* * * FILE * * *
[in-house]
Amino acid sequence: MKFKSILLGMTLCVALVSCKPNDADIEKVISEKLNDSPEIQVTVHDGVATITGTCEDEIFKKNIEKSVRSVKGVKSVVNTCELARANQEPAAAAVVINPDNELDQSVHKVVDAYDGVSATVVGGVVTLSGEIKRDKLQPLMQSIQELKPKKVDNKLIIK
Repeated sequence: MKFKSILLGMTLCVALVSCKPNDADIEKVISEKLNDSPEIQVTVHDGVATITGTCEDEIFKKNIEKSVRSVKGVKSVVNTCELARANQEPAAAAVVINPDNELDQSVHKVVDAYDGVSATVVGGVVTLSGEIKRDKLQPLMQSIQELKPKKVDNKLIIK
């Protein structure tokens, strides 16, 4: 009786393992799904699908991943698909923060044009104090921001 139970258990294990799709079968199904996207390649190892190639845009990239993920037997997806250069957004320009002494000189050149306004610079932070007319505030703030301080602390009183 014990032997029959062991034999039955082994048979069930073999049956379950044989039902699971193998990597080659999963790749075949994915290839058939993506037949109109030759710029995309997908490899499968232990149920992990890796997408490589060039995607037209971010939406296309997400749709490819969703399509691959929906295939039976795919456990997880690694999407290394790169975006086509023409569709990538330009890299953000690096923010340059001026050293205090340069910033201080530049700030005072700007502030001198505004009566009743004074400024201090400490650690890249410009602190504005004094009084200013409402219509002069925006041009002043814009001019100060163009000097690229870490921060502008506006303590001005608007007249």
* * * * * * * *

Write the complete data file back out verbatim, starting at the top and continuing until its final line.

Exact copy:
[in-house]
Amino acid sequence: MKFKSILLGMTLCVALVSCKPNDADIEKVISEKLNDSPEIQVTVHDGVATITGTCEDEIFKKNIEKSVRSVKGVKSVVNTCELARANQEPAAAAVVINPDNELDQSVHKVVDAYDGVSATVVGGVVTLSGEIKRDKLQPLMQSIQELKPKKVDNKLIIK
Repeated sequence: MKFKSILLGMTLCVALVSCKPNDADIEKVISEKLNDSPEIQVTVHDGVATITGTCEDEIFKKNIEKSVRSVKGVKSVVNTCELARANQEPAAAAVVINPDNELDQSVHKVVDAYDGVSATVVGGVVTLSGEIKRDKLQPLMQSIQELKPKKVDNKLIIK
């Protein structure tokens, strides 16, 4: 009786393992799904699908991943698909923060044009104090921001 139970258990294990799709079968199904996207390649190892190639845009990239993920037997997806250069957004320009002494000189050149306004610079932070007319505030703030301080602390009183 014990032997029959062991034999039955082994048979069930073999049956379950044989039902699971193998990597080659999963790749075949994915290839058939993506037949109109030759710029995309997908490899499968232990149920992990890796997408490589060039995607037209971010939406296309997400749709490819969703399509691959929906295939039976795919456990997880690694999407290394790169975006086509023409569709990538330009890299953000690096923010340059001026050293205090340069910033201080530049700030005072700007502030001198505004009566009743004074400024201090400490650690890249410009602190504005004094009084200013409402219509002069925006041009002043814009001019100060163009000097690229870490921060502008506006303590001005608007007249």